Finding Employees: I posted for law clerks on my Alma mater law school web site which allows attorneys to post job openings.  Interestingly, I received students with excellent credentials.  I attribute this to the uniqueness of the posting which emphasized independent work, flex hours, self-motivation and great pay. I also anticipate that there are many lawyers out there who stopped practicing to raise children and would love to step into a virtual position, but would never go back to a 50 hour/week job at  a law firm. 

Evaluation:  I evaluated them initially based on their resumes, grades etc and a phone interview.  The real test is in their work product.  Since they are not employees, they only get work if they complete the assignments in a timely fashion delivering quality solutions. So bad workers simply don't get further work.

Confidentiality:  Each worker signs an Independent Contractor agreement which mandates confidentiality, etc.  If there is a conflict, they can reject the assignment.  All documents transmitted with attorney client information are labeled as such and, in the case of Adobe docs, password protected, locked down for printing, etc. I instruct all workers that they must delete files from their hard drives at the conclusion of the assignment.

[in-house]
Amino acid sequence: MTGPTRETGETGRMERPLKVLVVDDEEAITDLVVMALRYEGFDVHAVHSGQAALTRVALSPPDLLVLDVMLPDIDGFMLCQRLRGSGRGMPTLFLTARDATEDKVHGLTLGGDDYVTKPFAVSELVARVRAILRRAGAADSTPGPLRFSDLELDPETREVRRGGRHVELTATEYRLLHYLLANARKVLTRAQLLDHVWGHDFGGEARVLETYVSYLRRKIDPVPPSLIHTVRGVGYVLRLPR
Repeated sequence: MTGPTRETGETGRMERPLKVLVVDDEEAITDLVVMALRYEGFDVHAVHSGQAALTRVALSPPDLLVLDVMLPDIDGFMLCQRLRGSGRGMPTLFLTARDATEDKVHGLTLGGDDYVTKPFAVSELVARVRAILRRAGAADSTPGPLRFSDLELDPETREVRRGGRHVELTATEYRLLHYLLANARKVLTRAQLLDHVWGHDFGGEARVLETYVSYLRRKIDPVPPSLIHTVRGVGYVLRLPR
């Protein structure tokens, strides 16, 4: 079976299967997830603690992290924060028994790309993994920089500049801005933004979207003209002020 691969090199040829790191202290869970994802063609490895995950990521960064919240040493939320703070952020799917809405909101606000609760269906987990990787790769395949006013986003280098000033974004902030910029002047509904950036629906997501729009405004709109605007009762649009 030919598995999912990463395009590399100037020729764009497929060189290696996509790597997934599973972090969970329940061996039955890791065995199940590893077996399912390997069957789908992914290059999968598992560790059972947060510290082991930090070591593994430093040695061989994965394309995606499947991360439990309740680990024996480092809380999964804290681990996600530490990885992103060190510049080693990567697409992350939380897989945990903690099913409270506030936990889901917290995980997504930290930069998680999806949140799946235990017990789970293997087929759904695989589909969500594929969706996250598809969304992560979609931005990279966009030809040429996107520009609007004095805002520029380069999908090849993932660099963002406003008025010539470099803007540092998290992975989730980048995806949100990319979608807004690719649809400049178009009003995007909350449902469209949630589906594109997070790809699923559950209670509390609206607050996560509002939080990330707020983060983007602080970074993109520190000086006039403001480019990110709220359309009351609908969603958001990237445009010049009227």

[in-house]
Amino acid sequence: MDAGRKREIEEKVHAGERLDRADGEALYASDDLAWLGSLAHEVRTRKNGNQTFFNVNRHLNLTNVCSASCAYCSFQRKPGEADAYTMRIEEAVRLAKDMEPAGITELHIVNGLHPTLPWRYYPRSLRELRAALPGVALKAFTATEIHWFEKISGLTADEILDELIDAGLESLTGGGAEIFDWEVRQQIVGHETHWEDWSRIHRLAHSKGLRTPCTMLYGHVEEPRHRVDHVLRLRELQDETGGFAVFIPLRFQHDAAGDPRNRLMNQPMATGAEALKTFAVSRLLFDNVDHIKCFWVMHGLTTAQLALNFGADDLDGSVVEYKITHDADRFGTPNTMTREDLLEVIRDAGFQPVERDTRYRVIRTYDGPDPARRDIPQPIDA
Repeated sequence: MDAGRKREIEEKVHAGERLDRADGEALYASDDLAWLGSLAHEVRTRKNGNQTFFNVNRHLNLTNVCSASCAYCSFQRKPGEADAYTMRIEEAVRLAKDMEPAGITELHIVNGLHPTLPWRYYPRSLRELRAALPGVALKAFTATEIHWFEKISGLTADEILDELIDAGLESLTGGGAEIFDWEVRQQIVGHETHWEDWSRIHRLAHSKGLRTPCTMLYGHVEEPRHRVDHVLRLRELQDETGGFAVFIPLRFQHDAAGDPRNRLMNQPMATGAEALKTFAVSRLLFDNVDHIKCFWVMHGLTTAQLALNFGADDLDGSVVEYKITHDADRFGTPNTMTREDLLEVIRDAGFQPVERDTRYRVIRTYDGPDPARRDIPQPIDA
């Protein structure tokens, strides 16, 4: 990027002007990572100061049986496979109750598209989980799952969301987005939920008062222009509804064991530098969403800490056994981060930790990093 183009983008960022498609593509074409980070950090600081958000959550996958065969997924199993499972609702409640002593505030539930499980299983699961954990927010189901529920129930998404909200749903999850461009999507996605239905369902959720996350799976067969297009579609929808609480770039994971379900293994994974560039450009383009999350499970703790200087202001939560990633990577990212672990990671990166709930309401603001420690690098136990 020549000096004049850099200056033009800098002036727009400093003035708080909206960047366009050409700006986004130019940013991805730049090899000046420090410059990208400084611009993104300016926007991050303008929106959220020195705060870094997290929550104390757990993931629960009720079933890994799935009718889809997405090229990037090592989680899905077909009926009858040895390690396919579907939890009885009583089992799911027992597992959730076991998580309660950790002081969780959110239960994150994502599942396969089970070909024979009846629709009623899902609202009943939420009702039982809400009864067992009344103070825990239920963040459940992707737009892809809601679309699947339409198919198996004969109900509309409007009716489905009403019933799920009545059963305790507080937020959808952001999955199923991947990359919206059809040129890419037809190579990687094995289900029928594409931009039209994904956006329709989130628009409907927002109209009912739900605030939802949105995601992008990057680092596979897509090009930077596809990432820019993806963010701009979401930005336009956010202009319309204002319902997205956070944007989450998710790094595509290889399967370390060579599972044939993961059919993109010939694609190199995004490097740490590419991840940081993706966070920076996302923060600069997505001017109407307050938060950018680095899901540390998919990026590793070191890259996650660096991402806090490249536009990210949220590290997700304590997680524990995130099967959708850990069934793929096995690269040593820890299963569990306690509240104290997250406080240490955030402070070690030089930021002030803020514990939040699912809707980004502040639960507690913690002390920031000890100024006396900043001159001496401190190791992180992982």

LexThink To Do List: Create Billing Standard

I think everyone at LexThink agreed that the current hourly billing model needs substantial reform.  One thing that I want to see happen is for the LexThink group is to agree on a set of principles which we can subscribe to which formalizes new billing concepts and guidelines.  These are simple practical things such as :

  1. no charging for copies and long distance;
  2. no billing for  phone calls under 10 minutes (just the action items which come out of phone calls);
  3. the difficulty of the task determines the fee rate, not the lawyer who happens to be assigned (thereby pushing easy stuff down to lower billing rate);
  4. matching clients with billing structures which meet their needs (flat fee, contingency, value hour);
  5. working within a client approved budget;
  6. creating a documenting efficiency incentives;
  7. the lawyer should take on some level of risk with each project.

This is an outcome I hope to work on over the next year.